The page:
Protecting the general computing ecosystem is a really tough job, and given some of the media headlines, it’s easy to get discouraged and wallow in the problems. It seems like we’re constantly bombarded with statistics measuring the number of bugs, vulnerabilities, or attacks in an attempt to build an accurate “state of the state.” The popular question of late seems to be “Is the ecosystem getting more or less secure?”

In my role, I talk with a lot of customers.  In fact, we had recent meetings on Microsoft’s campus with CSOs from some of the world’s largest companies.  While the topic sometimes starts with the “state of the state” and recent changes in the threat landscape, they always end up in the same place —customers want to discuss and collaborate on solutions, rather than wallowing in the problems.

We’ve collaborated with many of the thousands of brilliant security researchers across the globe over the years, and they’ve helped us improve the security of our products & services.  There are also hundreds of security providers in the industry that we work closely with. In fact, three years ago we took an unconventional approach to security challenges by creating the Microsoft Active Protections Program (MAPP) to help unify this group of defenders.  This program shifted advantage to the good guys by promoting collaboration within the industry, even among competitors, in order to quickly build defensive technologies for over a billion of our shared customers around the world.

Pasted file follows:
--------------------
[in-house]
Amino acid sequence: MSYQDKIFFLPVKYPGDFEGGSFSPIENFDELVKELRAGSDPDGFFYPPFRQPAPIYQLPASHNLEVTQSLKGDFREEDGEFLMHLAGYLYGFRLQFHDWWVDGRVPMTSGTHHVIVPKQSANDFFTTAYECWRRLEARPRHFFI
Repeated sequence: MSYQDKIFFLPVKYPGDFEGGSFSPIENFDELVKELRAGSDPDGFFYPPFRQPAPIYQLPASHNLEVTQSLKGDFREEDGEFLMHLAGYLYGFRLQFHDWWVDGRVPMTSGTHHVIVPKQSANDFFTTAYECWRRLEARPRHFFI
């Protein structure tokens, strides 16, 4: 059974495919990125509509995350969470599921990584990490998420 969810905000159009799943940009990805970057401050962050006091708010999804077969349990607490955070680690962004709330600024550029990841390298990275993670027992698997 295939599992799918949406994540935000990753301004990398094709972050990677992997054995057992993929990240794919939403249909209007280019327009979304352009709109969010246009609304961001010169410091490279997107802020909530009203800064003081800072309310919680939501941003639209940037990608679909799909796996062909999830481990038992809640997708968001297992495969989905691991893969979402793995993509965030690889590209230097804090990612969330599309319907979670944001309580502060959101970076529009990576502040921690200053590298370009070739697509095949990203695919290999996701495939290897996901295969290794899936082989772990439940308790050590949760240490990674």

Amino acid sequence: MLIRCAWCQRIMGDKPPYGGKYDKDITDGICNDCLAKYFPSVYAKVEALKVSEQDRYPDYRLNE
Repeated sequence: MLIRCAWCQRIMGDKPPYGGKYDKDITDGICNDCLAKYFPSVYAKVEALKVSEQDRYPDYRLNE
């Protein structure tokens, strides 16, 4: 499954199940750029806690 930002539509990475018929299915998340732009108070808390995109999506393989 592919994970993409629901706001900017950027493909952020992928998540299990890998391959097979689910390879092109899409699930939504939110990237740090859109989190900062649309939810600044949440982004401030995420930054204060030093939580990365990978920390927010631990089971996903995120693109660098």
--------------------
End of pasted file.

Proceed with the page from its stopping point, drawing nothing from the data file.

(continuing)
The success of that program – which inspired industry collaboration - got us thinking about whether we could do something similar for the security research community. Our goal was to inspire new lines of research in areas that have the most impact and leverage in protecting customers. That means not building incentives to find single bugs, but instead rewarding work on innovative solutions that could mitigate entire classes of attacks.

Today, I am pleased to announce the BlueHat Prize to inspire security researchers to seek innovations in exploit mitigation technologies. This is the first and largest incentive prize ever offered by Microsoft, and possibly the industry, for defensive computer security technology. In the age of increased risk of attacks on personal, corporate and government computer systems, Microsoft recognizes the need to encourage and nurture innovation in the area of exploit mitigations. At Microsoft, we believe in hiring the best and brightest minds in security to help us improve the security of our products and services, but also recognize it will take a “global village” to address today’s security challenges.

With over a quarter million dollars in cash and prizes, Microsoft believes the BlueHat Prize will motivate the community and foster even more collaboration with researchers throughout the security industry. To understand more about this competition, please visit Katie Moussouris’ EcoStrat blog or the BlueHat Prize contest page.

-Matt Thomlinson